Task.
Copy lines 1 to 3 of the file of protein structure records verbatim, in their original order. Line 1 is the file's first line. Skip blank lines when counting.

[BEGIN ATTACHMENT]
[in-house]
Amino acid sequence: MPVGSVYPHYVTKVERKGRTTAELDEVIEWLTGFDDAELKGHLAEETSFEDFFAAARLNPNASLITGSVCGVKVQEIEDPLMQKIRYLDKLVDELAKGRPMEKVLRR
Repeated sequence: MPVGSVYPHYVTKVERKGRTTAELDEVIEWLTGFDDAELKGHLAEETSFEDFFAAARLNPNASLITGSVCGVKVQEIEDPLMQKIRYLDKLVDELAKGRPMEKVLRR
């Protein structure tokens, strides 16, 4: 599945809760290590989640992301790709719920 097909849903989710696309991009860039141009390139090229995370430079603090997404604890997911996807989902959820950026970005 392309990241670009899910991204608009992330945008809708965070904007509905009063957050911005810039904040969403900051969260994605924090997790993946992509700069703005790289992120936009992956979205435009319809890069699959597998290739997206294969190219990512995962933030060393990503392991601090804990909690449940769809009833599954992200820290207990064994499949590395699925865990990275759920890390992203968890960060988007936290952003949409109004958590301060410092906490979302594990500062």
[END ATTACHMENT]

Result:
[in-house]
Amino acid sequence: MPVGSVYPHYVTKVERKGRTTAELDEVIEWLTGFDDAELKGHLAEETSFEDFFAAARLNPNASLITGSVCGVKVQEIEDPLMQKIRYLDKLVDELAKGRPMEKVLRR
Repeated sequence: MPVGSVYPHYVTKVERKGRTTAELDEVIEWLTGFDDAELKGHLAEETSFEDFFAAARLNPNASLITGSVCGVKVQEIEDPLMQKIRYLDKLVDELAKGRPMEKVLRR